The 1951 Screen Writers’ Guild Producers Agreement
The 1951 Screen Writers’ Guild Producers Agreement. Image via

May 22, 2023 — Right now, members of the Writers Guild of America (WGA) are on strike. The strike was born from poor pay and treatment while writers have been working on “new media” entertainment. New media is centered around streaming services and has changed how writers get paid and how their benefits work.  

Whenever the WGA strikes, they do so against the Alliance of Motion Picture and Television Producers (AMPTP). The AMPTP is also responsible for negotiating contracts with the American Federation of Musicians, the Directors Guild of America, the Screen Actors Guild-American Federation of Television and Radio Artists (SAG-AFTRA) and many others who work in the television and film industry.  

The WGA’s proposals demand better compensation and residual pay for projects, more contributions to their pension and health fund, and more job protections for writers. 

This is not the first time the WGA stopped working in order to make sure their demands are met. In fact, this is the seventh WGA strike, and the second strike in 16 years.  

The WGA’s first strike was in 1960 and lasted 22 weeks. Coming out of that strike, they established the first residual pay standards for movies, and set a residual standard for television shows and reruns both in the United States and other countries. The strike also established pension  and health insurance plans for writers.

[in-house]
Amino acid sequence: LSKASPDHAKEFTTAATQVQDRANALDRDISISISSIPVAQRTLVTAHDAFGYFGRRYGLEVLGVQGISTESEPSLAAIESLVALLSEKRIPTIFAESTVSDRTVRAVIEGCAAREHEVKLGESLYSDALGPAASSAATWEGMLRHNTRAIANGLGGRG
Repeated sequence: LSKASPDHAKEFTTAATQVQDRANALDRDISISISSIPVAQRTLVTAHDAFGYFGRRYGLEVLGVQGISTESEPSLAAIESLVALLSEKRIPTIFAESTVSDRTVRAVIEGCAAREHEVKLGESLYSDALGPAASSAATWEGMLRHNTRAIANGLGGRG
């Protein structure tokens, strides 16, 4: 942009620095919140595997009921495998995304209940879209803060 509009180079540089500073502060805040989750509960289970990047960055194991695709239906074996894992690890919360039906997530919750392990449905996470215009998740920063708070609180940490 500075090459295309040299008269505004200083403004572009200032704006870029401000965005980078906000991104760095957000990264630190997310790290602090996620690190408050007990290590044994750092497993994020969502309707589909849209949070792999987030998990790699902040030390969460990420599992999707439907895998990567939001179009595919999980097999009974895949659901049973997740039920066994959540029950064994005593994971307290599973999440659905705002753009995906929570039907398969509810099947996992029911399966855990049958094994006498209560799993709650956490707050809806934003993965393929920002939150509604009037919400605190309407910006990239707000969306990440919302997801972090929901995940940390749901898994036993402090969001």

Over the years, there would be more strikes, most born of the idea that the way writers get paid needs to change as technology changes. The 1973 strike set a standard for residual payments that came from video cassette sales and “pay television,” like HBO and Showtime. 

WGA Staff and members unloading picket signs at Netflix
WGA Staff and members unloading picket signs at Netflix on May 2, 2023, the first day of the union’s strike. Image via

The WGA strikes and negotiations were fundamental in making sure that writers gained pay from anything that ultimately made it onto television or movies in any capacity, including anything that appeared on basic cable.  

The Internet has been something of a struggle for writers. A contract covering writers who work on “made-for-Internet” programs was created in 2000, and residuals for Internet use of films that were originally made for a different medium began in 2001.  

Despite there already being residual disbursements for Internet media, the guild still struck for 100 days in 2007 to cover pay and residuals for “new media.” In this case, new media meant digital downloading of shows and movies as well as ad-supported services like YouTube. 

Part of the struggle for the WGA in 2023 is not only the introduction of more streaming services and ad-supported services, but the introduction of artificial intelligence (AI). Many executives in technology and entertainment have discussed using AI and automation technology to replace writers, often cited as a way to save companies money. 

As of May 1, 2023, the WGA included AI in their proposal, asking the AMPTP to regulate the use of AI on projects, not use AI to write or re-write material, and not use it as source material or to train AI. AMPTP rejected the proposal, countering by offering annual meetings to discuss technology advancements. 

As union members across the country know, contract negotiations take time. The WGA’s history is full of long, arduous strikes and negotiations. With many of the WGA’s proposals this time around having already been rejected and not countered with anything the union deems acceptable, many experts predict the strike could last through the summer, forcing networks and movie studios to significantly change their lineups next fall.